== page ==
Nearly one-third of practicing family physicians in Colorado acknowledge issuing medical cannabis authorizations to their patients, according to survey data published in the Journal of the American Board of Family Medicine.
A pair of researchers with the University of Colorado School of Medicine surveyed members of the Colorado Academy of Family Physicians on their experiences with and attitudes toward medical cannabis.
Thirty-one percent of respondents reported that they had recommended cannabis to a patient on at least one occasion. Among them, 42 percent had issued a medical cannabis authorization within the past year. Authorizing physicians were most likely to recommend marijuana to patients suffering from chronic pain, cancer, cachexia, severe nausea, or persistent muscle spasms.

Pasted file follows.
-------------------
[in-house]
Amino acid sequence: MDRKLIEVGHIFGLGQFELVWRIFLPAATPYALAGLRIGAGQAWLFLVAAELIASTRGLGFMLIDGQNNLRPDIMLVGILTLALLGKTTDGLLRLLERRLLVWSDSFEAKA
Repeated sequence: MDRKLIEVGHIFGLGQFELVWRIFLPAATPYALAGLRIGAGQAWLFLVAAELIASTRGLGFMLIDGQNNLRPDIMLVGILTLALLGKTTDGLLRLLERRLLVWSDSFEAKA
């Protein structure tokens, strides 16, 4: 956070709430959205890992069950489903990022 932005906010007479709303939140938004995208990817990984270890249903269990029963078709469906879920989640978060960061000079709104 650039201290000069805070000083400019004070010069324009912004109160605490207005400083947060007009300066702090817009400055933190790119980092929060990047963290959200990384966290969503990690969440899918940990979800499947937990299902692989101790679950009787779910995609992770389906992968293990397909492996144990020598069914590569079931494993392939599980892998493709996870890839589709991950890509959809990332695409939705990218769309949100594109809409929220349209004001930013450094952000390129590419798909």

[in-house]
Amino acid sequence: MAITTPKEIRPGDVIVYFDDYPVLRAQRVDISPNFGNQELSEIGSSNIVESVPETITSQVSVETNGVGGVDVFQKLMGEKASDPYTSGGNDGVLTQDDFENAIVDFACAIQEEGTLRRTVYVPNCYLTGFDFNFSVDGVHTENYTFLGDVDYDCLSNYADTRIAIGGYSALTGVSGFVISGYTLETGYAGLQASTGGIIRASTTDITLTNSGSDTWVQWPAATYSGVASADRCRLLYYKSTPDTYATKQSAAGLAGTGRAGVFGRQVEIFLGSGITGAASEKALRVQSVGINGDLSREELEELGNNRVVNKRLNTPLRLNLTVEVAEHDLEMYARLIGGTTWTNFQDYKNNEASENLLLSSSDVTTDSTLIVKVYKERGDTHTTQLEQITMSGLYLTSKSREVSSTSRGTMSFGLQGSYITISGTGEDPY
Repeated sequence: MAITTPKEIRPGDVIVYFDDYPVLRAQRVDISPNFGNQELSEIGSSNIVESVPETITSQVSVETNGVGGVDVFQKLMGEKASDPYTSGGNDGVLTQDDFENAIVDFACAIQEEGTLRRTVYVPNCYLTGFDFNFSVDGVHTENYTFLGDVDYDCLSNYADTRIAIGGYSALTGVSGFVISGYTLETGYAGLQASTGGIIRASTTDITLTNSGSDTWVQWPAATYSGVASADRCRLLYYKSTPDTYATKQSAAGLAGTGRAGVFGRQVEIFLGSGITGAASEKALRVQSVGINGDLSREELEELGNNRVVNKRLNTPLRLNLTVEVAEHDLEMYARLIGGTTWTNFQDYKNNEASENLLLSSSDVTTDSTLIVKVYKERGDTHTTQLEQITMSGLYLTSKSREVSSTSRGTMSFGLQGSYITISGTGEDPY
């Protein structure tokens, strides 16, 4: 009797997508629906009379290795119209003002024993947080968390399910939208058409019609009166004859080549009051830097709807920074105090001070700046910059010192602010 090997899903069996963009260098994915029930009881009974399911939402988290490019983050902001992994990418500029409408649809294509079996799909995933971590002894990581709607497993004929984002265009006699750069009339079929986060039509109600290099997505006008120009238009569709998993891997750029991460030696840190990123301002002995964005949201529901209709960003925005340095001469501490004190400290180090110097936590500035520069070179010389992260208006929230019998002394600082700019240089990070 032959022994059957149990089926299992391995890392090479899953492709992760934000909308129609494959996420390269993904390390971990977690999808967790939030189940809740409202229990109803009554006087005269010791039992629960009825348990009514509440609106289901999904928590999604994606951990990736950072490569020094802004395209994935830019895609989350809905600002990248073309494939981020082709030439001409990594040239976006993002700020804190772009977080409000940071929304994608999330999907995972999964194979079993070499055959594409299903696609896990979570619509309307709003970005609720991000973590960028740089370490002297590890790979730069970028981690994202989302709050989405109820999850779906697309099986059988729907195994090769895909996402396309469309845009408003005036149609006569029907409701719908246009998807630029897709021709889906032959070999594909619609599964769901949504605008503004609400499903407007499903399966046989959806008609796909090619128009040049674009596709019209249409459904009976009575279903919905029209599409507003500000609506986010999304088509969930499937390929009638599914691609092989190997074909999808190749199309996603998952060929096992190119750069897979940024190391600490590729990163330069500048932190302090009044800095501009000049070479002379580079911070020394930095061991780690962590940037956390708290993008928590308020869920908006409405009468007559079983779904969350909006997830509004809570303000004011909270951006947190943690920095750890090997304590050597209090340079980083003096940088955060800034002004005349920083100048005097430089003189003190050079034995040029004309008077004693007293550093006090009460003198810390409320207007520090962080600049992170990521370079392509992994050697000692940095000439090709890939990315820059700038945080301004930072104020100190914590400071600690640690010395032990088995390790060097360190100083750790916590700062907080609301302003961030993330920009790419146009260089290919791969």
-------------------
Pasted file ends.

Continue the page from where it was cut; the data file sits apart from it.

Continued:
By contrast, nearly one-third of the survey’s total respondents said that their practice had policies in place that formally prohibited them from issuing medical cannabis recommendations to their patients.
Overall, 57 percent of respondents agreed that “the FDA should reclassify marijuana so that it is no longer a Schedule I drug” under federal law – up from 37 percent in 2011.
According to a recent nationwide survey of US clinicians conducted by the US Centers for Disease Control and Prevention, 69 percent of respondents said they believed that cannabis possessed medical utility and more than one-in-four respondents (27 percent) acknowledged having authorized the use of cannabis for their patients.
Full text of the study, “Colorado family physicians and medical marijuana: Has recreational marijuana changed physician attitudes and behaviors,” appears in theJournal of the American Board of Family Medicine. Additional information is available from NORML’s fact sheet, ‘Health Clinicians’ Attitudes Toward Cannabis.’